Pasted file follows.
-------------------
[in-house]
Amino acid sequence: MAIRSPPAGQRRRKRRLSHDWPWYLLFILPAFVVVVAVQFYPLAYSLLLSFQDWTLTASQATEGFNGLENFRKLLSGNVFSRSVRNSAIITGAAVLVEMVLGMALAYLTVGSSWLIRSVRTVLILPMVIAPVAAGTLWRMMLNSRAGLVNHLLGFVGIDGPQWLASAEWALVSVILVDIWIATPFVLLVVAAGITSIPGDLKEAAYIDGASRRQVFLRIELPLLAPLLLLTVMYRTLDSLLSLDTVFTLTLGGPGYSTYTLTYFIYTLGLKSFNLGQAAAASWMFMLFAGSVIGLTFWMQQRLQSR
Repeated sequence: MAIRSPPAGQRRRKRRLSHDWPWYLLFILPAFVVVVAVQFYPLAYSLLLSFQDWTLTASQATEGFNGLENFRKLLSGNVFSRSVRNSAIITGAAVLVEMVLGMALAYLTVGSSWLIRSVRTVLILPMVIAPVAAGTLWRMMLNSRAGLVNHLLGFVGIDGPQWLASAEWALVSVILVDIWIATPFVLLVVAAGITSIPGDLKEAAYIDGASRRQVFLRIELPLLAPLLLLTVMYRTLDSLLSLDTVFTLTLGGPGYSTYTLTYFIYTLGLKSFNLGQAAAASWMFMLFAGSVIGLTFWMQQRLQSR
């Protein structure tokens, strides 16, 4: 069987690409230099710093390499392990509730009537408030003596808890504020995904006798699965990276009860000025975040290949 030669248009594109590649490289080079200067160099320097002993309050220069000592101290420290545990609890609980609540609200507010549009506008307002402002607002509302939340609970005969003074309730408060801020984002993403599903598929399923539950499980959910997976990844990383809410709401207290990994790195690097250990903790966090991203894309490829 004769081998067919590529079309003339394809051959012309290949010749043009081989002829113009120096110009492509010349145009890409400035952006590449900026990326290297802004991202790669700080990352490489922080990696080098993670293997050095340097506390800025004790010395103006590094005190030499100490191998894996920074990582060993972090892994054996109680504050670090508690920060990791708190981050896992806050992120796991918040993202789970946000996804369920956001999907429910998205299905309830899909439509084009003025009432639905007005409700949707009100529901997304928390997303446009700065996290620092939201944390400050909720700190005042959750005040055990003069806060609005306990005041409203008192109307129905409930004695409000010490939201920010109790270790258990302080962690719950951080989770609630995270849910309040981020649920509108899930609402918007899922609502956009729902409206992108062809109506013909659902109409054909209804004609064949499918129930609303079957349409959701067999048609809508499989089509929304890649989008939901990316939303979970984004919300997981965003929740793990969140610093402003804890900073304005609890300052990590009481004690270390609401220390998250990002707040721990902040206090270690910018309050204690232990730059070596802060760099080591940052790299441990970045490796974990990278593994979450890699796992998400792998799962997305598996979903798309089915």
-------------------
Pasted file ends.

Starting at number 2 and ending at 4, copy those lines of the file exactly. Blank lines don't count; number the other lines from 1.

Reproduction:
Amino acid sequence: MAIRSPPAGQRRRKRRLSHDWPWYLLFILPAFVVVVAVQFYPLAYSLLLSFQDWTLTASQATEGFNGLENFRKLLSGNVFSRSVRNSAIITGAAVLVEMVLGMALAYLTVGSSWLIRSVRTVLILPMVIAPVAAGTLWRMMLNSRAGLVNHLLGFVGIDGPQWLASAEWALVSVILVDIWIATPFVLLVVAAGITSIPGDLKEAAYIDGASRRQVFLRIELPLLAPLLLLTVMYRTLDSLLSLDTVFTLTLGGPGYSTYTLTYFIYTLGLKSFNLGQAAAASWMFMLFAGSVIGLTFWMQQRLQSR
Repeated sequence: MAIRSPPAGQRRRKRRLSHDWPWYLLFILPAFVVVVAVQFYPLAYSLLLSFQDWTLTASQATEGFNGLENFRKLLSGNVFSRSVRNSAIITGAAVLVEMVLGMALAYLTVGSSWLIRSVRTVLILPMVIAPVAAGTLWRMMLNSRAGLVNHLLGFVGIDGPQWLASAEWALVSVILVDIWIATPFVLLVVAAGITSIPGDLKEAAYIDGASRRQVFLRIELPLLAPLLLLTVMYRTLDSLLSLDTVFTLTLGGPGYSTYTLTYFIYTLGLKSFNLGQAAAASWMFMLFAGSVIGLTFWMQQRLQSR
């Protein structure tokens, strides 16, 4: 069987690409230099710093390499392990509730009537408030003596808890504020995904006798699965990276009860000025975040290949 030669248009594109590649490289080079200067160099320097002993309050220069000592101290420290545990609890609980609540609200507010549009506008307002402002607002509302939340609970005969003074309730408060801020984002993403599903598929399923539950499980959910997976990844990383809410709401207290990994790195690097250990903790966090991203894309490829 004769081998067919590529079309003339394809051959012309290949010749043009081989002829113009120096110009492509010349145009890409400035952006590449900026990326290297802004991202790669700080990352490489922080990696080098993670293997050095340097506390800025004790010395103006590094005190030499100490191998894996920074990582060993972090892994054996109680504050670090508690920060990791708190981050896992806050992120796991918040993202789970946000996804369920956001999907429910998205299905309830899909439509084009003025009432639905007005409700949707009100529901997304928390997303446009700065996290620092939201944390400050909720700190005042959750005040055990003069806060609005306990005041409203008192109307129905409930004695409000010490939201920010109790270790258990302080962690719950951080989770609630995270849910309040981020649920509108899930609402918007899922609502956009729902409206992108062809109506013909659902109409054909209804004609064949499918129930609303079957349409959701067999048609809508499989089509929304890649989008939901990316939303979970984004919300997981965003929740793990969140610093402003804890900073304005609890300052990590009481004690270390609401220390998250990002707040721990902040206090270690910018309050204690232990730059070596802060760099080591940052790299441990970045490796974990990278593994979450890699796992998400792998799962997305598996979903798309089915």